Several technologies are currently being utilized for gene expression profiling in human cancer (10). SAGE (11) is an open system that rapidly identifies any expressed transcript in a tissue of interest, including transcripts that had not been identified. This highly quantitative method can accurately identify the degree of expression for each transcript. Comparing SAGE profiles between the tumor and the corresponding normal tissues can readily identify genes differentially expressed in the two populations. Using this method, novel transcripts and molecular pathways have been discovered (12-14). In contrast, cDNA arrays represent a closed system that analyze relative expression levels of previously known genes or transcripts (15, 16). Because many thousands of genes can be placed on a single membrane or slide for rapid screening, studies have recently demonstrated molecular profiles of several human cancers (17-20).

Hierarchical clustering is a systematic method widely used in cDNA array data analysis where the difference between the expression patterns of many genes is generally within a few fold (21). We reasoned that because SAGE is highly quantitative, hierarchical clustering might be used to organize gene expression data generated by SAGE from just a few tissue libraries. To test this, SAGE tags from two of each libraries derived from primary adenocarcinomas, primary squamous cell carcinomas, normal lung small airway epithelial cells (SAEC), or normal bronchial/tracheal epithelial (NHBE) cells, and a lung adenocarcinoma cell line were used. SAGE tags showing the highest abundance were subjected to clustering analysis. Although each library was derived from a different individual, normal and tumor samples clustered in two separate branches while tissues of different cell types clustered together. Furthermore, SAGE tags clustered into biologically meaningful groups revealing the important molecular characteristics of these two most common NSCLC subtypes.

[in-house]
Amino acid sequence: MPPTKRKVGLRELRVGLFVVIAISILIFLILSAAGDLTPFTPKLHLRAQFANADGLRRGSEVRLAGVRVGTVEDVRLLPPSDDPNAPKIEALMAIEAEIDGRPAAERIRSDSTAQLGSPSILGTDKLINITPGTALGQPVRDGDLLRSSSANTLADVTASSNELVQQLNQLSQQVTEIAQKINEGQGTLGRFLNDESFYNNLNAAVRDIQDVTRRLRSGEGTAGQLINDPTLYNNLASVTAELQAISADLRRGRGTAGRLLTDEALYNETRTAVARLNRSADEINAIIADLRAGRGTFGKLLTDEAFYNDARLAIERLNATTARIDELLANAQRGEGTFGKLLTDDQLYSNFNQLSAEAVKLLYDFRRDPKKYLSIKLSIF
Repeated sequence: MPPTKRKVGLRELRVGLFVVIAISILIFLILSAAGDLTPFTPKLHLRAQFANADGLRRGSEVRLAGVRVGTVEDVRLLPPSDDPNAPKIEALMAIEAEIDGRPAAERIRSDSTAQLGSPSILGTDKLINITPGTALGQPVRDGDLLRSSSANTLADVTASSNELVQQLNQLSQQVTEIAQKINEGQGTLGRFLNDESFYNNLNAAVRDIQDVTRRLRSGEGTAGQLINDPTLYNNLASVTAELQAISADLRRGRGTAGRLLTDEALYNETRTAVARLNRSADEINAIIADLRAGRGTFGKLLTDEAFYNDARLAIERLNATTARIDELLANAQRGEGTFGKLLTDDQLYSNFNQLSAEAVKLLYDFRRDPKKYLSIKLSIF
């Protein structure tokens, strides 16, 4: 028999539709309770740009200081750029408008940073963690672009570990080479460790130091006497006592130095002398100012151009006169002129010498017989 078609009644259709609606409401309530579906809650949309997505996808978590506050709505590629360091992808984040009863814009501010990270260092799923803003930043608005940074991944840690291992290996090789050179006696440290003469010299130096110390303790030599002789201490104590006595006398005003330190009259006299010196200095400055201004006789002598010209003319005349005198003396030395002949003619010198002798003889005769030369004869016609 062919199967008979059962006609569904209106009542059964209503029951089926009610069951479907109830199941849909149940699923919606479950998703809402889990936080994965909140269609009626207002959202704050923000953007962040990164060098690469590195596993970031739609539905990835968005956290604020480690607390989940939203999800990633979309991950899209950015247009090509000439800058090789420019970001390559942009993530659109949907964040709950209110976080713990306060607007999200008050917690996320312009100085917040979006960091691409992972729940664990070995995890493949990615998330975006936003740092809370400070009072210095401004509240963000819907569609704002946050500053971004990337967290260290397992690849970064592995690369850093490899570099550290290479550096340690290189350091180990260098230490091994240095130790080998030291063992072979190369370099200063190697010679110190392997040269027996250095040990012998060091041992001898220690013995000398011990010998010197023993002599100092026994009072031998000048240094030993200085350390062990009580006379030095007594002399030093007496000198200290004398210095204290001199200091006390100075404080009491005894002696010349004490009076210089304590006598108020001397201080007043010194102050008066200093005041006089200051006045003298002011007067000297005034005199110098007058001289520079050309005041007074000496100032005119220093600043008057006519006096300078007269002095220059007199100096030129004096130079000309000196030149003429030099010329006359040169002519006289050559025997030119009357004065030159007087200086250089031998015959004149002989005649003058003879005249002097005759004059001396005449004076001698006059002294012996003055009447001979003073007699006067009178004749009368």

BRIEF SUMMARY OF THE INVENTION

The present invention provides a method of identifying a lung cancer as squamous cell carcinoma. According to the method an amount of a gene product of a gene in a lung cancer sample is determined. The gene is selected from the group consisting of: glutathione peroxidase (GPX; NM.sub.--002083), glutathione S-transferase M3 (GSTM3; NM.sub.--000849), aldoketoreductase family 1, member B 10 (NM.sub.--020299), peroxiredoxin 1 (PRDX1; NM.sub.--002574), small proline-rich protein 3 (SPRR3; NM.sub.--005416), and TNF receptor superfamily member 18 (TNFRSF18; NM004195). The amount of the gene product in the lung cancer sample is compared to the amount determined in a lung tissue sample which is non-pathological. An increased amount of the gene product in the lung cancer sample relative to the lung tissue sample which is non-pathological identifies the lung cancer as a squamous cell carcinoma.

The present invention provides a method of identifying a lung cancer as adenocarcinoma. According to the method an amount of a gene product of a small proline-rich protein 3 (SPRR3; NM.sub.--005416) gene in a lung cancer sample is determined. The amount of the gene product in the lung cancer sample is compared to the amount determined in a lung tissue sample which is non-pathological. A decreased amount of the gene product in the lung cancer sample relative to the lung tissue sample which is non-pathological identifies the lung cancer as adenocarcinoma.